On the river bluff at current-day 3rd and Troost east of the city limits, Joseph Guinotte set out to prepare a proper home for his fiancé. Built of native hand-hewn logs, Joseph built a two-story home overlooking the East Bottoms and Missouri River. Bricks for the chimneys were brought in by steamboat from St. Louis. The Kansas City Star later reported of the home, “The house has four rooms which are 22-feet long and 21-feet wide, and four others 16×14 in size. There are two ‘L’s’ in the rear, joined by a double porch.”
A house of this size at the time was a mansion – no comparison to the one-room log cabin many started with on the frontier. At this home, “doors were always open to the traveler” and was known for “bounteous and generous hospitality.”
A path from the homestead led through the dense forest and prairie to the town of Westport, and the gardens around it were known far and wide. Joseph was fond of flowers and surrounded the home with large garden beds. The first dahlias ever planted in the area came from Belgium and were on the Guinotte farm.
In 1852, Joseph traveled to New York to fetch his fiancé. There, the couple was married with the Belgian consul as a witness. Her bridal trousseau from Europe later became “a marvel” to Kansas Citians.
The newlyweds quickly left New York City and headed to the home he had painstakingly built for Aimée. She couldn’t speak English and was “illy prepared for frontier life.”
“She had been reared in a large city,” the Kansas City Star reported, “and had not the slightest idea of the existence in the country where almost every comfort and convenience of civilization was lacking.”
Aimée Guinotte would later tell a friend, “When we came to Kansas City, O, what a surprise! I looked about for the city but I could not find it. All I saw was the woods.” Joseph reassured her that he knew that someday “it will be a beautiful city.”
Adjusting to frontier life wasn’t easy for her. She came from Brussels, one of the most prominent and dignified cities in Europe. She had been afforded all the comforts and fashions in her homeland, and here she had to wait for goods from St. Louis to arrive by steamboat.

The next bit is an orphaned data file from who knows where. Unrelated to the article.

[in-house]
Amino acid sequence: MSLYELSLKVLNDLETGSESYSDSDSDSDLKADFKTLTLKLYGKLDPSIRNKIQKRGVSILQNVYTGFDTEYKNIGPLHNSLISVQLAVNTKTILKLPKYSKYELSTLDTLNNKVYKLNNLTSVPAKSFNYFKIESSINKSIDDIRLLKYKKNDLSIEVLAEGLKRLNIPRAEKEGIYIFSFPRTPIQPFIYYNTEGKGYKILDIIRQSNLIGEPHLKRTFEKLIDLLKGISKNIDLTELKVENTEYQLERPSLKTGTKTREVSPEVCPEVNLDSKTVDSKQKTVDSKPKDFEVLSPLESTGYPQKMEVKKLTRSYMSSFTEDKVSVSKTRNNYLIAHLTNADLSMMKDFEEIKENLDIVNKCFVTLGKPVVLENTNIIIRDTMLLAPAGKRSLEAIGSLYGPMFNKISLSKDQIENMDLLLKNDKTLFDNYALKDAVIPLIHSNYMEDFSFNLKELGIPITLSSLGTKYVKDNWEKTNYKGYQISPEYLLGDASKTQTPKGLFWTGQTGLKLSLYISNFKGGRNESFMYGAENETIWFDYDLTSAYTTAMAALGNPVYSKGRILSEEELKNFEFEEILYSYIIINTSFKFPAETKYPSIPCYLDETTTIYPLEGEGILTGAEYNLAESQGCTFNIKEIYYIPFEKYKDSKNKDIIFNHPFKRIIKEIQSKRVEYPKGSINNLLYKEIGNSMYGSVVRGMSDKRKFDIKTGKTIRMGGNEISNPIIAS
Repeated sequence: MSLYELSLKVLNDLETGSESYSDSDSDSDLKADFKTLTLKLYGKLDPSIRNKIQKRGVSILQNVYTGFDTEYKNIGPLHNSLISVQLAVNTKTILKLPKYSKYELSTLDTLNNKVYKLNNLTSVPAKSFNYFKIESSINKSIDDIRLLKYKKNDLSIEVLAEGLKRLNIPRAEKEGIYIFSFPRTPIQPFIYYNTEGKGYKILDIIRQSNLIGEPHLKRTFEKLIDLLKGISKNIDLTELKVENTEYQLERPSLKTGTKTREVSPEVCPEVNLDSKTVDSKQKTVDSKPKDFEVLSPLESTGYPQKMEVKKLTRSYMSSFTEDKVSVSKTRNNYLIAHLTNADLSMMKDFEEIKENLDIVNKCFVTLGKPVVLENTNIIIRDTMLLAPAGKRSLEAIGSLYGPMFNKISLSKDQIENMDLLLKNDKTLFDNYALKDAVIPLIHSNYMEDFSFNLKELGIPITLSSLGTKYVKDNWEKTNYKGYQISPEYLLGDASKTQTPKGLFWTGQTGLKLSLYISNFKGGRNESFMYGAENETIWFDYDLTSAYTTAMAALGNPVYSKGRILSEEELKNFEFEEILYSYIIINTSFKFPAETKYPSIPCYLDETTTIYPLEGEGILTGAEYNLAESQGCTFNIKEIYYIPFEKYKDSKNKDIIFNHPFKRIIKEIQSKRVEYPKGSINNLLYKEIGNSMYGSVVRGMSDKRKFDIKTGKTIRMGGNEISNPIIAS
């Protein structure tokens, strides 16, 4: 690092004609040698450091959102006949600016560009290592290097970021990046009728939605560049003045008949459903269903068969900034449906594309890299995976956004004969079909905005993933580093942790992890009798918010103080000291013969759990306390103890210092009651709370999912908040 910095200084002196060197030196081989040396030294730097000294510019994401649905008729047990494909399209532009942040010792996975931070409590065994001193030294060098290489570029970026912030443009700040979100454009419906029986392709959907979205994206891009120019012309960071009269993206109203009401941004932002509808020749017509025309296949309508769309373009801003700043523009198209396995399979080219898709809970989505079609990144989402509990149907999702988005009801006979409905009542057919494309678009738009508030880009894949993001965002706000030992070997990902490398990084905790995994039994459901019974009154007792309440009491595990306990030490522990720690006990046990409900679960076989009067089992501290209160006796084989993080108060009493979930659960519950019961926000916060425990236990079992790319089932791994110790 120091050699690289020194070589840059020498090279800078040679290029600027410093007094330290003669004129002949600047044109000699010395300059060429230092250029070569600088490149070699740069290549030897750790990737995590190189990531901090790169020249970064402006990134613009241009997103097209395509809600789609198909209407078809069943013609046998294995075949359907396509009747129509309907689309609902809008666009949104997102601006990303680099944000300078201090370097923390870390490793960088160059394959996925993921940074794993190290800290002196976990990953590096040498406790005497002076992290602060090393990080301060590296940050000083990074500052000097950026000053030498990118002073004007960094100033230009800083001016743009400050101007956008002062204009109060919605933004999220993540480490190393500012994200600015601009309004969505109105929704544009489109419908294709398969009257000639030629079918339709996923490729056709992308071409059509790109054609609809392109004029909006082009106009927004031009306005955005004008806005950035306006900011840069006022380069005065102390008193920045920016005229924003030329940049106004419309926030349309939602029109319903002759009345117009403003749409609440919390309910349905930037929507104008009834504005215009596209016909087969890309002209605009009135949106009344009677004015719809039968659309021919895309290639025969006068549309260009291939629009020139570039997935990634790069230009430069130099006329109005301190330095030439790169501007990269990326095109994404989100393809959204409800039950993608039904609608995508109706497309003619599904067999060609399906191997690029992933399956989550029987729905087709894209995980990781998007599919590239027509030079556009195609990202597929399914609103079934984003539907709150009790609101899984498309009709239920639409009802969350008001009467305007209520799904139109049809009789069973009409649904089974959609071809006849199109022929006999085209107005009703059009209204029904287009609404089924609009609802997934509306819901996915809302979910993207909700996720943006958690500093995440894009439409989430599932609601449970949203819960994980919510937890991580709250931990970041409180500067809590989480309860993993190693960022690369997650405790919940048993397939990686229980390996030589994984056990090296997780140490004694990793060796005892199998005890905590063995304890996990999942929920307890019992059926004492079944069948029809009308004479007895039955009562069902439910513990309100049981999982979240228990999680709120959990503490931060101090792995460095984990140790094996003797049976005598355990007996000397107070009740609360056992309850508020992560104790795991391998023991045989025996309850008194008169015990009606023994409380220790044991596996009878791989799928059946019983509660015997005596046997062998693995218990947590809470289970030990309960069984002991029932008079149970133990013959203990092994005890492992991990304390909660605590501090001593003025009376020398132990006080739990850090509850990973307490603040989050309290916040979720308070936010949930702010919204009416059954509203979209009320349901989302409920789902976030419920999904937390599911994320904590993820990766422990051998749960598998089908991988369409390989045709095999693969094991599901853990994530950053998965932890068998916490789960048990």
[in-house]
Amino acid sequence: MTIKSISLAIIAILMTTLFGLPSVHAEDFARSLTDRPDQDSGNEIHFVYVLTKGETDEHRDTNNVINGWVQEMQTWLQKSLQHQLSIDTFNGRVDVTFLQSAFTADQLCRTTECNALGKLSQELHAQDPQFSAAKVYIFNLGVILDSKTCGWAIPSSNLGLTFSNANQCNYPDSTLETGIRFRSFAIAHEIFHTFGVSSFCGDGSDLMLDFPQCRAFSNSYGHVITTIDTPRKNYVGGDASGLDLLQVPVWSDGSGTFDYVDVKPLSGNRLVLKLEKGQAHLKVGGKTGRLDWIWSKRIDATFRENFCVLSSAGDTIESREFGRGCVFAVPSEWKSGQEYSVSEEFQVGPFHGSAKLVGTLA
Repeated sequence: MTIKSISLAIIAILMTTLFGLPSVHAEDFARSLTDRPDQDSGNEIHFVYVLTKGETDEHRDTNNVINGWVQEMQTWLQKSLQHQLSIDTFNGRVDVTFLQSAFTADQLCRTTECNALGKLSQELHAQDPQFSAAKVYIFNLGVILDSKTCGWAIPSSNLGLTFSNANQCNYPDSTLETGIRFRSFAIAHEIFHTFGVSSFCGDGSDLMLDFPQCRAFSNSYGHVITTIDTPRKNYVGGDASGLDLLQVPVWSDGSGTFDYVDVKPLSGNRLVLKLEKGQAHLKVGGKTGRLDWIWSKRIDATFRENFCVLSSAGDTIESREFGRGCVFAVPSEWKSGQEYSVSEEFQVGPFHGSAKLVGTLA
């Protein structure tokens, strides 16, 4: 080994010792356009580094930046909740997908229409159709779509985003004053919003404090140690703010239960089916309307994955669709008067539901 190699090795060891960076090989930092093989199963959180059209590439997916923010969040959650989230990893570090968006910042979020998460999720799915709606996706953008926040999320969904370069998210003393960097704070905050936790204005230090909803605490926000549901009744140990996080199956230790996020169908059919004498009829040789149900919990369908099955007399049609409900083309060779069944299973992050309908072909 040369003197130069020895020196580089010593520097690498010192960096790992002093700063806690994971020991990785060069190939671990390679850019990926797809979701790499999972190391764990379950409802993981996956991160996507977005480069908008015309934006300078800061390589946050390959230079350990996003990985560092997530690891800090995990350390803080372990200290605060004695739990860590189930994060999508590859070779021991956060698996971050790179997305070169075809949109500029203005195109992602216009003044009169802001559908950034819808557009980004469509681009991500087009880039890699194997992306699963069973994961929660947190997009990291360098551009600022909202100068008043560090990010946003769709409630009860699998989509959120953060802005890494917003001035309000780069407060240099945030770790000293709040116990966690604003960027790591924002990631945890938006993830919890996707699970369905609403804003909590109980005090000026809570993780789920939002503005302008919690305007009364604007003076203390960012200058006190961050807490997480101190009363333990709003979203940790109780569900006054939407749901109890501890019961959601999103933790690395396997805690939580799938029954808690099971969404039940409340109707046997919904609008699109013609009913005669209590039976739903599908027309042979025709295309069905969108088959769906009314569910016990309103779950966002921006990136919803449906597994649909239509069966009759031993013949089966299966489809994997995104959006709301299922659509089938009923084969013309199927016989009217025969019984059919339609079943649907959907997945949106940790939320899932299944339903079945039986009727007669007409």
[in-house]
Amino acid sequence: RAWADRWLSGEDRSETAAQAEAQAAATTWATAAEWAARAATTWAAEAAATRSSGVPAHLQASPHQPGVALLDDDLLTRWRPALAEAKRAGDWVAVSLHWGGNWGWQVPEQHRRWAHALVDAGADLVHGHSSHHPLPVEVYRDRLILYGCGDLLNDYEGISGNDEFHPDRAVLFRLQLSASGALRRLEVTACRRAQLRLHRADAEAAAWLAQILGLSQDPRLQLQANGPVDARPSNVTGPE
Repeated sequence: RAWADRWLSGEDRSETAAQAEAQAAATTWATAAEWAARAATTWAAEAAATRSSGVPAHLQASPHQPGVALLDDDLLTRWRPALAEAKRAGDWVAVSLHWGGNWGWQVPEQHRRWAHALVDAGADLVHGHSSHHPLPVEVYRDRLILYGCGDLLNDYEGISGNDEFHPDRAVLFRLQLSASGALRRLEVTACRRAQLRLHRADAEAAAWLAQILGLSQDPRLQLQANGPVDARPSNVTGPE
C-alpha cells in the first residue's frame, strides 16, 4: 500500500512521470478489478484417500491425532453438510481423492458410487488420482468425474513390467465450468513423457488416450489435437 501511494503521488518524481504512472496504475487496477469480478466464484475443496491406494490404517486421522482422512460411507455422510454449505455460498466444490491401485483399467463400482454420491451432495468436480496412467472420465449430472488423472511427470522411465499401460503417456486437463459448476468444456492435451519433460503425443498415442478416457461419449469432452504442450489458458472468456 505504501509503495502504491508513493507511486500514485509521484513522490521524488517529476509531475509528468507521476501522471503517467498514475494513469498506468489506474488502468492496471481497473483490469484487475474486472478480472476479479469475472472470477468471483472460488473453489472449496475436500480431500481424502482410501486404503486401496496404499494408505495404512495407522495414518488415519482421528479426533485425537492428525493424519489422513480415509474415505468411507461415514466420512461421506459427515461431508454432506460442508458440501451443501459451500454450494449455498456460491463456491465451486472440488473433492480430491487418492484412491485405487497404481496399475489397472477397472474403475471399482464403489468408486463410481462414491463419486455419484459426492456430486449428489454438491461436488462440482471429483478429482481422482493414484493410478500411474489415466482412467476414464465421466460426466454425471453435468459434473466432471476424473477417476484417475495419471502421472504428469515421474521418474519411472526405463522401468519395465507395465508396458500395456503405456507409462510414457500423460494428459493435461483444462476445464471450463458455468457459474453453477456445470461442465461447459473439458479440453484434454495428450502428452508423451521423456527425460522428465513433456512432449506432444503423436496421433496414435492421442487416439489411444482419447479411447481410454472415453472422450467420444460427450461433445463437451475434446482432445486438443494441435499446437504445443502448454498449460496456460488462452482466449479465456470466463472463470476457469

She later recalled a time when all the women in town wore sunbonnets, and Joseph wanted her to wear one. “Never will I wear one of those horrid things,” she proclaimed.
Alas, Joseph bought her a fashionable bonnet from St. Louis and asked her to wear it to Mass. She humored her husband and did so, but not without crying herself to sleep that night.
The couple welcomed four children who lived to adulthood: Jules Edgar (b. 1855), Lydia (b.1856) Emma (b. 1859), and Joseph Karl (b.1860). French was the language of the home; the children didn’t learn how to speak English until they went to school.
Because Little Belgium in the East Bottoms didn’t come to fruition, Joseph Guinotte used his civil engineering skills and set his sights on town building. In 1858, he platted Guinotte’s Addition in the East Bottoms with a specific purpose in mind – he wanted to entice the railroads.
C.C. Spalding wrote in 1858 about the newly-platted Guinotte’s Addition, noting, “Mr. Guinotte has for years been sanguine that agricultural and mineral wealth, railroads and river commerce would build a large city where Kansas is now being built. His expectations are now being realized, and knowing as well as we do the public spirit and enterprise of Mr. Guinotte, we are satisfied that he will use his best efforts to help build up this great entrepôt of commerce.”
This area was seen by Guinotte to be a perfect location for manufacturing. And within a few short years, the East Bottoms would house brickyards, sawmills and quarries.